This course is open to Master students and Research Master students in Classics and Ancient Civilizations.
What do intertextual analysis and heritage studies have in common? At first sight they may seem very different and even incompatible approaches: the one focusing purely on literature, originating from scholarship that has preached the ‘autonomy of art’, the other focusing on monuments and sites, an approach grounded in sociology and history. However, there are actually many points of contact between these approaches, that make integration possible and even very fruitful. This can be made clear on the basis of two concepts that are of vital importance both in the literary theory of intertextuality and in heritage studies, that is memory and appropriation.
Heritage is fundamentally linked to collective memory, as heritage concerns those elements of the past that a group or society has chosen (either consciously or unconsciously) to remember. The physical or symbolical embodiment of such memories, among which we can reckon monuments or works of art, can be designated as lieux de mémoire or heritage sites. Clearly memory also plays a prominent role in intertextuality. Already in the 1970’s the classical scholar Gian Biagio Conte used the term poetic memory to understand the functions of literary allusions and intertextuality.
Another concept that plays a pivotal role both in intertextuality and heritage studies is appropriation: the understanding that the selection itself does not generate meaning, but the way this selection is employed in the new context. This applies both to the elements of the past that are considered ‘heritage’, and for elements selected from earlier texts (words, thoughts, and literary conventions) employed in literary works. Appropriation furthermore implies agency (who appropriates?) and an agenda (to what purpose?). With regard to intertextuality this can be connected to the awareness that literary allusions are often employed for rhetorical purposes.
All this suggests that the process of writing literature by means of references to earlier texts can be compared to the process by which heritage is constructed. But what is more, literature also plays an important role in shaping the interpretation of physical heritage sites, by mentioning them in specific contexts, or attaching specific importance to them.
In this tutorial we will read a selection a Latin texts (the selection will be made partly according to the students’ research interests and can both include classical or later Latin texts) and approach them from an integrated intertextual and heritage studies-perspective, keeping in mind as main questions:
1) How can we understand intertextual references in Latin texts as heritage construction?
2) How do Latin texts shape the interpretation of physical heritage sites?
In order to be able to answer these questions, this tutorial will both introduce the students to the modern interdisciplinary approaches in this field, and to the research tools (a.o. from Digital Humanities) that facilitate this kind of research.
Broadening the knowledge on intertextuality and heritage studies;
Practicing critical assessment of modern interdisciplinary approaches;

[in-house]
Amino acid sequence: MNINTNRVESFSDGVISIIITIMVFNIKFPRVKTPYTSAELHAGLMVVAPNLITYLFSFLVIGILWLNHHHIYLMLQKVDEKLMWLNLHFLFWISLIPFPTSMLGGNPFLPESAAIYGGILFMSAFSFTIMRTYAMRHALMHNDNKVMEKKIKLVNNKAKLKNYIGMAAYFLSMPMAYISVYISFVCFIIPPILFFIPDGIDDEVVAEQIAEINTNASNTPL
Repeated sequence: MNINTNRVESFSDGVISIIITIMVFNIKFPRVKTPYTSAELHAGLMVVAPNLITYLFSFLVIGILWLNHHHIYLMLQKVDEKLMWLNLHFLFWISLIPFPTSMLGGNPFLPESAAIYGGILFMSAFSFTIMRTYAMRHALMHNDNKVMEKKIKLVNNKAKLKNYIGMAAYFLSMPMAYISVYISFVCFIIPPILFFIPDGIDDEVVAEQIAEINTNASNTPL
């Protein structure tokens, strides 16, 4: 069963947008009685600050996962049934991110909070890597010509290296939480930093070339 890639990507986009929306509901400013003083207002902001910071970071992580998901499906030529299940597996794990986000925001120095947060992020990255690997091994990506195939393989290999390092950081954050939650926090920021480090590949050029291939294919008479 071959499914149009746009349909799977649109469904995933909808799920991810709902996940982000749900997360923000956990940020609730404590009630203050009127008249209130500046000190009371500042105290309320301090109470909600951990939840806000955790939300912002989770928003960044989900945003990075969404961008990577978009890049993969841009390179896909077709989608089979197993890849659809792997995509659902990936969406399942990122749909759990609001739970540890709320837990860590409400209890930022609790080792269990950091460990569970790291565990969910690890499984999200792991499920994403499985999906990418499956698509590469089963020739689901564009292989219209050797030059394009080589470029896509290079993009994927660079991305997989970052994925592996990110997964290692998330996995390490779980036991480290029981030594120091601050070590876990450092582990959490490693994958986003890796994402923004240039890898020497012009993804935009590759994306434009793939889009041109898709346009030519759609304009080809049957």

Broadening the knowledge of (Digital) research tools for Latin literature;
Enlarging reading and interpretative competence of Latin texts;
Enhancing presentation skills;
Enhancing writing skills;
Enhancing research skills.
Please consult the timetables on the Classics and Ancient Civilizations website.
Mode of instruction
Course load for 10 EC (= 280 hours):
class: 28 hours (or as much as is needed);
weekly preparation: 112 hours;
book review: 30 hours;
presentation of research project: 40 hours;
essay: 70 hours.
It is possible to take this course for 5 EC (= 140 hours). Please contact the teacher for more information about this option.
Book review: 20%
Oral presentation, with full handout: 30%
Written paper: 50%
The oral presentation cannot be repeated. In case the final mark is unsatisfactory, a student can resit the book review, the written paper, or – if necessary – both.
Students are required to attend the classes, to be fully prepared and to join the discussions. Students who fail more than one session without valid reason will be excluded from the course.
Most primary and secondary literature will be made available through the University Library, but each student should have:
- Hinds, S., Allusion and Intertext. Dynamics of Appropriation in Roman Poetry (Cambridge: Cambridge UP, 1998)
The following titles might be useful for a first orientation:
Allen, Graham, Intertextuality (London, 2011)
Conte, G.B., The Rhetoric of Imitation. Genre and Poetic Memory in Virgil and other Latin Poets. With a foreword by C. Segal (Ithaca: Cornell UP, 1986)
Elsner, J., ed., Art and Text in Roman Culture (Cambridge: Cambridge UP, 1996)
Erll, A., and A. Nünning, eds., Gedächtniskonzepte der Literaturwissenschaft. Theoretische Grundlegung und Anwendungsperspektiven (Berlin: De Gruyter, 2005)
Fairclough, G., The Heritage Reader (London: Routledge, 2008)
Graham, B. & P. Howards, eds., The Ashgate Research Companion to Heritage and Identity (Aldershot: Ashgate, 2008)
Stein-Hölkeskamp, E., and K.-J. Hölkeskamp, Erinnerungsorte Der Antike. Die Römische Welt (München: Beck, 2006)
Lowenthal, D., The Past is a Foreign Country (Cambridge: Cambridge UP, 1985)
_______ , D., The Heritage Crusade and the Spoils of History (Chicago: Chicago UP, 1998)
Students are required to register for this course via uSis, the course registration system of Leiden University.
Exchange and Study Abroad students, please see the Study in Leiden website for information on how to apply.